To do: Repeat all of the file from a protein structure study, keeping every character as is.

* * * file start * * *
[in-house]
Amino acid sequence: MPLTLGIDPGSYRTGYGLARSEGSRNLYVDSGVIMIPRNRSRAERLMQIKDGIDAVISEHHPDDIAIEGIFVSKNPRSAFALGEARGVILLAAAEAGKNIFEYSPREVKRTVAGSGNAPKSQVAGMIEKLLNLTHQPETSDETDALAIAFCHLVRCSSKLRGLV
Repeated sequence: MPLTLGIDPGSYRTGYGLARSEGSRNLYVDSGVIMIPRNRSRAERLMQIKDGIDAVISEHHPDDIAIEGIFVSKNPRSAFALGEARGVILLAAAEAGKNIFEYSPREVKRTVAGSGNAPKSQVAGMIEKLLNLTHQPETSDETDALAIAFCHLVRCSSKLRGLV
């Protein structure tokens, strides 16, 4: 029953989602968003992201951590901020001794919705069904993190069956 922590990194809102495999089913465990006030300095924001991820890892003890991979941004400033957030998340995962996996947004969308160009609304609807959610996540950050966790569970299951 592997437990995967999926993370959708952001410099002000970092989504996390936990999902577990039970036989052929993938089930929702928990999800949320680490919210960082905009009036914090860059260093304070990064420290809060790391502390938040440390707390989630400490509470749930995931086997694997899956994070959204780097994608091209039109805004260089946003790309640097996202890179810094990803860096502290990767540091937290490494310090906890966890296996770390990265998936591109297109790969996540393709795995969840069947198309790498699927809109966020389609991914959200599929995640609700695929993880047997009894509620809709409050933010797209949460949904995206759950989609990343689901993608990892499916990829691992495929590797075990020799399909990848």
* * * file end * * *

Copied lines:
[in-house]
Amino acid sequence: MPLTLGIDPGSYRTGYGLARSEGSRNLYVDSGVIMIPRNRSRAERLMQIKDGIDAVISEHHPDDIAIEGIFVSKNPRSAFALGEARGVILLAAAEAGKNIFEYSPREVKRTVAGSGNAPKSQVAGMIEKLLNLTHQPETSDETDALAIAFCHLVRCSSKLRGLV
Repeated sequence: MPLTLGIDPGSYRTGYGLARSEGSRNLYVDSGVIMIPRNRSRAERLMQIKDGIDAVISEHHPDDIAIEGIFVSKNPRSAFALGEARGVILLAAAEAGKNIFEYSPREVKRTVAGSGNAPKSQVAGMIEKLLNLTHQPETSDETDALAIAFCHLVRCSSKLRGLV
């Protein structure tokens, strides 16, 4: 029953989602968003992201951590901020001794919705069904993190069956 922590990194809102495999089913465990006030300095924001991820890892003890991979941004400033957030998340995962996996947004969308160009609304609807959610996540950050966790569970299951 592997437990995967999926993370959708952001410099002000970092989504996390936990999902577990039970036989052929993938089930929702928990999800949320680490919210960082905009009036914090860059260093304070990064420290809060790391502390938040440390707390989630400490509470749930995931086997694997899956994070959204780097994608091209039109805004260089946003790309640097996202890179810094990803860096502290990767540091937290490494310090906890966890296996770390990265998936591109297109790969996540393709795995969840069947198309790498699927809109966020389609991914959200599929995640609700695929993880047997009894509620809709409050933010797209949460949904995206759950989609990343689901993608990892499916990829691992495929590797075990020799399909990848």